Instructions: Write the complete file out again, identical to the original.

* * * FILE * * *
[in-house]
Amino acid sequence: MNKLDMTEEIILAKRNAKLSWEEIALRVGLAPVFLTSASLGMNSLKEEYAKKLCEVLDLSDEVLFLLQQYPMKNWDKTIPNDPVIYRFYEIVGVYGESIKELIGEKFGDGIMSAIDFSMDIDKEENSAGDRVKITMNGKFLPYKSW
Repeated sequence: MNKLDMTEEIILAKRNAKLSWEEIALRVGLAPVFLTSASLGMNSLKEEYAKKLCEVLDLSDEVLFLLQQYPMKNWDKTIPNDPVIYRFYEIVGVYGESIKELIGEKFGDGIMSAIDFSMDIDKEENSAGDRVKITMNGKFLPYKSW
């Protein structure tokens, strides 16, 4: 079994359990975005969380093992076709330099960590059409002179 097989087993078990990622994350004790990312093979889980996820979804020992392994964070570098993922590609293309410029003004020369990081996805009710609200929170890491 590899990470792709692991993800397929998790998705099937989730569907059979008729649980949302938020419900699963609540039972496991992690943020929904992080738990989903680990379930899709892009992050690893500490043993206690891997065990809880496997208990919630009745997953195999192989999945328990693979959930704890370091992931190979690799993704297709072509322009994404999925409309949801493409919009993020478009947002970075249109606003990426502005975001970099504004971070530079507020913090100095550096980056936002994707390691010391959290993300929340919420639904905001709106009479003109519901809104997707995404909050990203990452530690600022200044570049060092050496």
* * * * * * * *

[in-house]
Amino acid sequence: MNKLDMTEEIILAKRNAKLSWEEIALRVGLAPVFLTSASLGMNSLKEEYAKKLCEVLDLSDEVLFLLQQYPMKNWDKTIPNDPVIYRFYEIVGVYGESIKELIGEKFGDGIMSAIDFSMDIDKEENSAGDRVKITMNGKFLPYKSW
Repeated sequence: MNKLDMTEEIILAKRNAKLSWEEIALRVGLAPVFLTSASLGMNSLKEEYAKKLCEVLDLSDEVLFLLQQYPMKNWDKTIPNDPVIYRFYEIVGVYGESIKELIGEKFGDGIMSAIDFSMDIDKEENSAGDRVKITMNGKFLPYKSW
């Protein structure tokens, strides 16, 4: 079994359990975005969380093992076709330099960590059409002179 097989087993078990990622994350004790990312093979889980996820979804020992392994964070570098993922590609293309410029003004020369990081996805009710609200929170890491 590899990470792709692991993800397929998790998705099937989730569907059979008729649980949302938020419900699963609540039972496991992690943020929904992080738990989903680990379930899709892009992050690893500490043993206690891997065990809880496997208990919630009745997953195999192989999945328990693979959930704890370091992931190979690799993704297709072509322009994404999925409309949801493409919009993020478009947002970075249109606003990426502005975001970099504004971070530079507020913090100095550096980056936002994707390691010391959290993300929340919420639904905001709106009479003109519901809104997707995404909050990203990452530690600022200044570049060092050496």